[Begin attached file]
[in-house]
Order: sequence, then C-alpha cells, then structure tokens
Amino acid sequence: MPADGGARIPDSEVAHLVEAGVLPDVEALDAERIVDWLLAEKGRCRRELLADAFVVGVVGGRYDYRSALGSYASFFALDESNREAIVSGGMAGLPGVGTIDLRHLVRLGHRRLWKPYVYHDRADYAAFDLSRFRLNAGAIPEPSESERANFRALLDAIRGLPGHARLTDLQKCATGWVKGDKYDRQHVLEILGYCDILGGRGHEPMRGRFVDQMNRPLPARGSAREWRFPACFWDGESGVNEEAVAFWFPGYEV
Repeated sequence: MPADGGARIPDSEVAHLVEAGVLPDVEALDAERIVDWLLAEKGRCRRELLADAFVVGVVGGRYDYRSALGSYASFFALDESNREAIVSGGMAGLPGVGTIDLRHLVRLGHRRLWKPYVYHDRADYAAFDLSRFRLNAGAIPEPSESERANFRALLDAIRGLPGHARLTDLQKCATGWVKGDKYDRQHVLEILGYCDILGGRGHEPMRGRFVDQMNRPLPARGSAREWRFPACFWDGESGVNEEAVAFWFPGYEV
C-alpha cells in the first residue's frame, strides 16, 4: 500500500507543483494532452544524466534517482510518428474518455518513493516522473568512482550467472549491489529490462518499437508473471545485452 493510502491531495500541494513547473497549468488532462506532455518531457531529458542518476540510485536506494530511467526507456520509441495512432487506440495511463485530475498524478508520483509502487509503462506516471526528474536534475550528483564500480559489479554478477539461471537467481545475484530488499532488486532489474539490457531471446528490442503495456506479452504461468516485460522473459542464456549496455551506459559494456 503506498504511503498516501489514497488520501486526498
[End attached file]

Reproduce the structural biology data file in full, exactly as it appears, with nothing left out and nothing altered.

[in-house]
Order: sequence, then C-alpha cells, then structure tokens
Amino acid sequence: MPADGGARIPDSEVAHLVEAGVLPDVEALDAERIVDWLLAEKGRCRRELLADAFVVGVVGGRYDYRSALGSYASFFALDESNREAIVSGGMAGLPGVGTIDLRHLVRLGHRRLWKPYVYHDRADYAAFDLSRFRLNAGAIPEPSESERANFRALLDAIRGLPGHARLTDLQKCATGWVKGDKYDRQHVLEILGYCDILGGRGHEPMRGRFVDQMNRPLPARGSAREWRFPACFWDGESGVNEEAVAFWFPGYEV
Repeated sequence: MPADGGARIPDSEVAHLVEAGVLPDVEALDAERIVDWLLAEKGRCRRELLADAFVVGVVGGRYDYRSALGSYASFFALDESNREAIVSGGMAGLPGVGTIDLRHLVRLGHRRLWKPYVYHDRADYAAFDLSRFRLNAGAIPEPSESERANFRALLDAIRGLPGHARLTDLQKCATGWVKGDKYDRQHVLEILGYCDILGGRGHEPMRGRFVDQMNRPLPARGSAREWRFPACFWDGESGVNEEAVAFWFPGYEV
C-alpha cells in the first residue's frame, strides 16, 4: 500500500507543483494532452544524466534517482510518428474518455518513493516522473568512482550467472549491489529490462518499437508473471545485452 493510502491531495500541494513547473497549468488532462506532455518531457531529458542518476540510485536506494530511467526507456520509441495512432487506440495511463485530475498524478508520483509502487509503462506516471526528474536534475550528483564500480559489479554478477539461471537467481545475484530488499532488486532489474539490457531471446528490442503495456506479452504461468516485460522473459542464456549496455551506459559494456 503506498504511503498516501489514497488520501486526498